It has a tendency to bring up empathy and reduce violence, although there's
certainly no panacea ultimately. People simply have to grow up and that
could take a long time, too long .
There are some other levels of interaction, too. You see, Virtual Reality
starts out as a medium just like television or computers or written language,
but once it gets to be used to a certain degree, it ceases to be a medium
and simply becomes another reality that we can inhabit. When it crosses
over that boundary it becomes another reality. I think of it as acting like
a sponge where it absorbs human activity from the physical reality plane
into the Virtual reality planes. To the degree that that happens there is
a very beneficial asymmetry that comes into play. When Virtual Reality sponges
up good energy from the physical plane, then what you get in Virtual Reality
is beautiful art, beautiful dance, beautiful creativity, beautiful dreams
to share, beautiful adventures. When Virtual Reality soaks up bad energy
from the physical plane, what we get is some decrease, however small, in
violence and hurt on the physical plane in exchange for events on the virtual
plane which, while they might be uglier, are of no consequence whatsoever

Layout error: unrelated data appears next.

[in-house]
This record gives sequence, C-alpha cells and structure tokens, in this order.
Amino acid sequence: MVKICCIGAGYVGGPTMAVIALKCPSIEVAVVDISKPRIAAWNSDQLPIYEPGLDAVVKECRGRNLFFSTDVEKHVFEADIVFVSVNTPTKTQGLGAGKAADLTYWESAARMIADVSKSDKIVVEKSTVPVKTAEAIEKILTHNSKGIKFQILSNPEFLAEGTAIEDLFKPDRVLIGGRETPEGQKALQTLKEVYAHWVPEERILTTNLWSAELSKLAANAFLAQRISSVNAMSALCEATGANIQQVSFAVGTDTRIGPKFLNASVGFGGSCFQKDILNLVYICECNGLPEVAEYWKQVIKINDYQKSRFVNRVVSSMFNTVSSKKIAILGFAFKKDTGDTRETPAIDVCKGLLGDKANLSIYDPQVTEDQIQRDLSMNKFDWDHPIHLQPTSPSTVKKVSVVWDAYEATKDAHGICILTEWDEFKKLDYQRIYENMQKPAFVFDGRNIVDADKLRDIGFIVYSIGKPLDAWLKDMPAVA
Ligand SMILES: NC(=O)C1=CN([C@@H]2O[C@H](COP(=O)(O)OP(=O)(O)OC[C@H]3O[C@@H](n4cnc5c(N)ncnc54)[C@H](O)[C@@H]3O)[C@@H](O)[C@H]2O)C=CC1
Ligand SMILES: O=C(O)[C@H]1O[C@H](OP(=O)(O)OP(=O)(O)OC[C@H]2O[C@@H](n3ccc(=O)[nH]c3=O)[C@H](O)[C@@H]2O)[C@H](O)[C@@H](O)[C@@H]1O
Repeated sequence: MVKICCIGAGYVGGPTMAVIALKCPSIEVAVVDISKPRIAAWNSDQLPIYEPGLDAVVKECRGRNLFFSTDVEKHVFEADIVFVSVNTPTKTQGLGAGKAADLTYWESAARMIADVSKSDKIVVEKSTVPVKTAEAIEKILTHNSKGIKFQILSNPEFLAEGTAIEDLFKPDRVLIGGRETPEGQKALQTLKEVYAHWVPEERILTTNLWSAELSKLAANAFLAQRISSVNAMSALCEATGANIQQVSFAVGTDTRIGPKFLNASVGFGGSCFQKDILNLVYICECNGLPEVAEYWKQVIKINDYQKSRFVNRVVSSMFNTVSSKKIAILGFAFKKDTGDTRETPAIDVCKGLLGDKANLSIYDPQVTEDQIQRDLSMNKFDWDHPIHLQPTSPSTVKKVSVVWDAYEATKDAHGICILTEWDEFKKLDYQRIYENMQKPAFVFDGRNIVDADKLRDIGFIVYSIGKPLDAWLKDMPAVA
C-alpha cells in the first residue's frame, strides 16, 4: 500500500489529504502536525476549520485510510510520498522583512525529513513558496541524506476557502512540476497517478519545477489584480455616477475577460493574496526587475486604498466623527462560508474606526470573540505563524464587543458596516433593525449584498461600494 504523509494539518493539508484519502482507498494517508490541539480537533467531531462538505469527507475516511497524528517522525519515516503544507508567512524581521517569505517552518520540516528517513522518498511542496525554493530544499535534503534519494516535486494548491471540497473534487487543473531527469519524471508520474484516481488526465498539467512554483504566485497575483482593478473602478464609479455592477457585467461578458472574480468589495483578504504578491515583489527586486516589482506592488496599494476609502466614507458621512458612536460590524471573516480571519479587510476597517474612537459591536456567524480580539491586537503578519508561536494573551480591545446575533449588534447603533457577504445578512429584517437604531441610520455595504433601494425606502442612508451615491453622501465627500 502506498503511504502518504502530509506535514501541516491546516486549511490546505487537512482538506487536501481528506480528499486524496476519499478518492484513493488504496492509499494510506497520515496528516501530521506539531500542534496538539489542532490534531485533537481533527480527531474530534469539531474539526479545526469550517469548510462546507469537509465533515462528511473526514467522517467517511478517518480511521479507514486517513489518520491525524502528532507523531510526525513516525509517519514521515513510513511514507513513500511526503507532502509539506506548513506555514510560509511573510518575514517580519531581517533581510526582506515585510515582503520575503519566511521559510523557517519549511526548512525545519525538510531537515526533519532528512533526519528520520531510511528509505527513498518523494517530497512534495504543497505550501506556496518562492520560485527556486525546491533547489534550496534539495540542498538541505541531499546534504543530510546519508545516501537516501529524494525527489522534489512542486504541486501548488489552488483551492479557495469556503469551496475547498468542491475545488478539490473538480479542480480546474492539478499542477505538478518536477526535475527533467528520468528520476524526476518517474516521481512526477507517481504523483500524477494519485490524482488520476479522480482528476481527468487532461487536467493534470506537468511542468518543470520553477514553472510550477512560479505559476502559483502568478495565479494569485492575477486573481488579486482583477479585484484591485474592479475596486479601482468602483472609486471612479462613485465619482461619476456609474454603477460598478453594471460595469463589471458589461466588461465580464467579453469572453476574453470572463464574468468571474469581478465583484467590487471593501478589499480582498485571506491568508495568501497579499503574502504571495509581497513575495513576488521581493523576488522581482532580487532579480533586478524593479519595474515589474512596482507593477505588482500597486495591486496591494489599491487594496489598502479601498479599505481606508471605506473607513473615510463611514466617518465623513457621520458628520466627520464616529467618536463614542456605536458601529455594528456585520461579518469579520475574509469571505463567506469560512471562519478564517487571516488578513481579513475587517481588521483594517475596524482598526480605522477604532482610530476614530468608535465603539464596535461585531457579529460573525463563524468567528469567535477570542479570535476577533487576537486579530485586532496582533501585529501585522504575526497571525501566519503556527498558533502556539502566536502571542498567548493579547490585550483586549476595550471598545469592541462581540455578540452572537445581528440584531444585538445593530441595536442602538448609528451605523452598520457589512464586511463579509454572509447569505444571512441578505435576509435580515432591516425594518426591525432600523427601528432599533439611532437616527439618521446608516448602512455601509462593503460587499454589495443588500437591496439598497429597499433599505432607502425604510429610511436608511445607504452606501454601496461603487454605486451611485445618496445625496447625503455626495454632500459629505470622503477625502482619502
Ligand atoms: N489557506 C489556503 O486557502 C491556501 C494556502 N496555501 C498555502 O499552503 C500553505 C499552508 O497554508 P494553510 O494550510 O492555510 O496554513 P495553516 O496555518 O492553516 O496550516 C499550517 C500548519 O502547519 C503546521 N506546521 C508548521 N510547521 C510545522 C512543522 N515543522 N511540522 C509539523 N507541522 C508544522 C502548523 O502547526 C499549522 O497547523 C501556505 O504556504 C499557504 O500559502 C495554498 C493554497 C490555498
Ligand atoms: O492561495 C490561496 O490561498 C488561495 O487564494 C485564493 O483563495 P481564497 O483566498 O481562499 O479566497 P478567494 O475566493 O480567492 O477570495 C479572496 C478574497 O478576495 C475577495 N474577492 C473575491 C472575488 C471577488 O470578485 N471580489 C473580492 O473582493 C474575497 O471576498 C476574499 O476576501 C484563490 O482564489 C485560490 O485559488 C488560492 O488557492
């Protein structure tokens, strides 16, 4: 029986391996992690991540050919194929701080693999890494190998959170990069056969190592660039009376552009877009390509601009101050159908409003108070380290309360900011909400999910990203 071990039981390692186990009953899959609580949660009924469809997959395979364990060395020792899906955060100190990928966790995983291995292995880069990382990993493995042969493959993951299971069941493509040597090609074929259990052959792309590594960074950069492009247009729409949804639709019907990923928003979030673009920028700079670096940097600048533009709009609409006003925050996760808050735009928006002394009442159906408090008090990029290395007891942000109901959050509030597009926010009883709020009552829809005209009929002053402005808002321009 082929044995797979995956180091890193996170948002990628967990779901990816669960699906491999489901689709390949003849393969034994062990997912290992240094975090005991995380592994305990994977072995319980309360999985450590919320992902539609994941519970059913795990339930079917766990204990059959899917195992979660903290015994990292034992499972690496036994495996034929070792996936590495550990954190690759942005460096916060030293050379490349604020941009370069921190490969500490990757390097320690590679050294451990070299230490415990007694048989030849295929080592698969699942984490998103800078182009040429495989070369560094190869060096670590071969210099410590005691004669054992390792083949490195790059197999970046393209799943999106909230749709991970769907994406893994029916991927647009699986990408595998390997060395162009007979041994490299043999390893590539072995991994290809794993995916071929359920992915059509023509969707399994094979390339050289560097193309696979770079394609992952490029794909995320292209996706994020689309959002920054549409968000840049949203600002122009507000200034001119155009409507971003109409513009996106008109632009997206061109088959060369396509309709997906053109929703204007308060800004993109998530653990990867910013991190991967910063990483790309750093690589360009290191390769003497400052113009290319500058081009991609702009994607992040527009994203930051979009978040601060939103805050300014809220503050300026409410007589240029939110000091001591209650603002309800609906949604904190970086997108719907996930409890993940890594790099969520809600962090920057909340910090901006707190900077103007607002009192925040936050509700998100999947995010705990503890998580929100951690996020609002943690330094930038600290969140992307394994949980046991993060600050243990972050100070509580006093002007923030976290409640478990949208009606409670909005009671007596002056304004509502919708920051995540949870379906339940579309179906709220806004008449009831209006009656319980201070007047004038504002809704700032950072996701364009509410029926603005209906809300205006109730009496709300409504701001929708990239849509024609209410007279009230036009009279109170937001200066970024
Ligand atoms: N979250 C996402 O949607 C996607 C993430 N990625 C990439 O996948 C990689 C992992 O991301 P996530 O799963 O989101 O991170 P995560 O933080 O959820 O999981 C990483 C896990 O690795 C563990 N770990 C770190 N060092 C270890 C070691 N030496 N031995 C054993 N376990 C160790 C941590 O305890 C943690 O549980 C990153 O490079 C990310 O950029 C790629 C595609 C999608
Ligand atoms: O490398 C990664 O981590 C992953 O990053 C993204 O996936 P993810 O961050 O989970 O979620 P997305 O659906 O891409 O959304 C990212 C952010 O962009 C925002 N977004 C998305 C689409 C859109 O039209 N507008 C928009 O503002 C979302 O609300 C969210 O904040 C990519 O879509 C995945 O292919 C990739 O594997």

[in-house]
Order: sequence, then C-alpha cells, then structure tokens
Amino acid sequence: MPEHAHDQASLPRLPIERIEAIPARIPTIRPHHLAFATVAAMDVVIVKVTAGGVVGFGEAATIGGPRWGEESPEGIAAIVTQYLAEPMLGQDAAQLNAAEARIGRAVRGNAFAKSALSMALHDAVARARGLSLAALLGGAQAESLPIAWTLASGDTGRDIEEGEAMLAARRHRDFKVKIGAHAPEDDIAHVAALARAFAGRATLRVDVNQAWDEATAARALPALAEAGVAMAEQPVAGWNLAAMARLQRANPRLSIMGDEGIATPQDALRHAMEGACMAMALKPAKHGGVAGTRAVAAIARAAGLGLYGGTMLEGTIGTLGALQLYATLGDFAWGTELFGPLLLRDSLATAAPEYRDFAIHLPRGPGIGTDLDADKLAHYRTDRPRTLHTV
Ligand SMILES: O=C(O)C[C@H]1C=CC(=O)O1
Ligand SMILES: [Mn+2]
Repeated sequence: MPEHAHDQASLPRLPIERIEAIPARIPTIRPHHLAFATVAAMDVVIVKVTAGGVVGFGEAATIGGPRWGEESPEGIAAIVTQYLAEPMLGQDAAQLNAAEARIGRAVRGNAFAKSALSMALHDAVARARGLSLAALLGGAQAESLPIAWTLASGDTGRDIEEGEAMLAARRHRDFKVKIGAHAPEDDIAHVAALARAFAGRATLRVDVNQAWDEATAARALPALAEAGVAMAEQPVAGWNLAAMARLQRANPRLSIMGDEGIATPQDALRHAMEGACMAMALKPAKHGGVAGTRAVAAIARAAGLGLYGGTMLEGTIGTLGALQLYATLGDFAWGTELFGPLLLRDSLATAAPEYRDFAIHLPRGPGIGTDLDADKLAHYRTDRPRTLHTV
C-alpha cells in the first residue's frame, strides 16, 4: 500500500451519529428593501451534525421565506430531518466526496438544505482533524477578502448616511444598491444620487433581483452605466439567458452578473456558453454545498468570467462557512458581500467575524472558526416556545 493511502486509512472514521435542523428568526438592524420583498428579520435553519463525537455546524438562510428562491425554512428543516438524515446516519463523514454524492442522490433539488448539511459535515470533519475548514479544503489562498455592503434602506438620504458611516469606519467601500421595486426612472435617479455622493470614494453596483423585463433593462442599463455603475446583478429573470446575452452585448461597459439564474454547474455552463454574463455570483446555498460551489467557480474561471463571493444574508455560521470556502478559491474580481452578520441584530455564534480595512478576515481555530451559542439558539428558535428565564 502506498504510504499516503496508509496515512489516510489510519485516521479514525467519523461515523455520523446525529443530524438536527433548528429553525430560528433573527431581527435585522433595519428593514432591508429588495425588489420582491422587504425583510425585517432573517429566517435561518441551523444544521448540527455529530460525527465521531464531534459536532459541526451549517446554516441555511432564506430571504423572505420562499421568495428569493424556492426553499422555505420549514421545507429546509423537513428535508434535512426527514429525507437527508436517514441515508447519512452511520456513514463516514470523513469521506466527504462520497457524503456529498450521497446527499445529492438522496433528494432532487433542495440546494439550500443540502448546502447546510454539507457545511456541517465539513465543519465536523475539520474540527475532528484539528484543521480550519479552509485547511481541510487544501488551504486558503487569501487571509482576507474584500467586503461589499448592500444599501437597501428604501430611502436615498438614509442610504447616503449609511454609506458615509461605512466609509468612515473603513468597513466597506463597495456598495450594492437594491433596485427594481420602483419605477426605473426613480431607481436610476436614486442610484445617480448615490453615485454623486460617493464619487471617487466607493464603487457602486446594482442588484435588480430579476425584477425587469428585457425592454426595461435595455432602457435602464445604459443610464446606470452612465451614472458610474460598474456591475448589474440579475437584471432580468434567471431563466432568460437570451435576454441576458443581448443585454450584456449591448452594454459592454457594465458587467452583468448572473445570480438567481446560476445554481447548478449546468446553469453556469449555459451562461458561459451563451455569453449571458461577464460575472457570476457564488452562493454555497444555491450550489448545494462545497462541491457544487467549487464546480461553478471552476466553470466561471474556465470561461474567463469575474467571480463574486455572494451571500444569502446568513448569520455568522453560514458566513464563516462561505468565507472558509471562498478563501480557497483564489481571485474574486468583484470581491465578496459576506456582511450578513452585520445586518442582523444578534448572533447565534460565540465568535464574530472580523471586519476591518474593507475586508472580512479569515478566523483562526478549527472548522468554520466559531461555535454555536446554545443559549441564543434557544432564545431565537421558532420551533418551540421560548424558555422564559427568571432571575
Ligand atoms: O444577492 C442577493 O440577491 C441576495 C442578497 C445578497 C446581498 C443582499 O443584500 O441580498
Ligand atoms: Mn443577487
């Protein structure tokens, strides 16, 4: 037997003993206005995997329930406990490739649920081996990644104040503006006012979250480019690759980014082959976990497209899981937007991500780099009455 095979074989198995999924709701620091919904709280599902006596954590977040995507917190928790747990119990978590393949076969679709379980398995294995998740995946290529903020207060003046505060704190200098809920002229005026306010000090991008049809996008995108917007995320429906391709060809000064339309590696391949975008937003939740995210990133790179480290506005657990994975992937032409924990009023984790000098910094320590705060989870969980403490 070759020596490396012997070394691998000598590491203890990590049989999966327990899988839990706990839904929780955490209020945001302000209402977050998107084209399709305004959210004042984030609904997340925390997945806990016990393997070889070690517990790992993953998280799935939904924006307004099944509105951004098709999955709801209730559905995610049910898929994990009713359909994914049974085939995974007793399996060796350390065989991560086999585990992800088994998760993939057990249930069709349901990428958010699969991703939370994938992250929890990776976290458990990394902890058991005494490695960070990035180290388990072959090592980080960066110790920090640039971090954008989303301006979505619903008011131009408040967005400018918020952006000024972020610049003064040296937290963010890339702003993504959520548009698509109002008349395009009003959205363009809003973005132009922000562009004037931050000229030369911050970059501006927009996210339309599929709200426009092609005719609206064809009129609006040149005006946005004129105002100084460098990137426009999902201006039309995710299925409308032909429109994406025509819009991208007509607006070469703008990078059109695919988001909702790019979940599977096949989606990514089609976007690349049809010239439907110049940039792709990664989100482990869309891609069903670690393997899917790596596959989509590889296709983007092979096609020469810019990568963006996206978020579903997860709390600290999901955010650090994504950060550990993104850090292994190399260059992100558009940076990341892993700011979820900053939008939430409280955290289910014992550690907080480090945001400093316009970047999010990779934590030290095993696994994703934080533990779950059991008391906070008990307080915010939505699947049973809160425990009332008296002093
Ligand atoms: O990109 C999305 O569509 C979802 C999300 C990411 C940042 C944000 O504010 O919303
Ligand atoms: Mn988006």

because they're virtual.
Barbara Stack: "Unless they're syndicated, in which case they are educational
propaganda. And don't they have consequence in that they further brutalize
JL: Well, physical reality is tragic in that it's mandatory. Virtual Reality
is multiple channel. People can choose and switch which Virtual Reality
plane they're on. They can also simply take off their clothing if they want
to get out of it. It's easy to take the physical world for granted and forget
that you're inside it. (Well, that's a hard comment to explain.) It's harder
to forget that you're inside of Virtual Reality and therefore it's harder
to suffer it. You can simply take the clothing off.
physical reality is tragic in that it's mandatory
AH: "One of the images that haunts me is growing up watching Tom and
Jerry cartoons, where in an alternative reality you can see somebody squashed
by a steamroller and then pop up and be whole again. I think having absorbed
so much of that king of imagery has numbed us ;we have become a generation
that is unaware of the pain of others."
JL: Virtual Reality is a very different situation than movies or television.
I'm going to say something roundabout but it comes back to exactly the point
you're bringing up. Movies and television are, first of all, broadcast media,
so one facility has to generate the material that you see. Furthermore,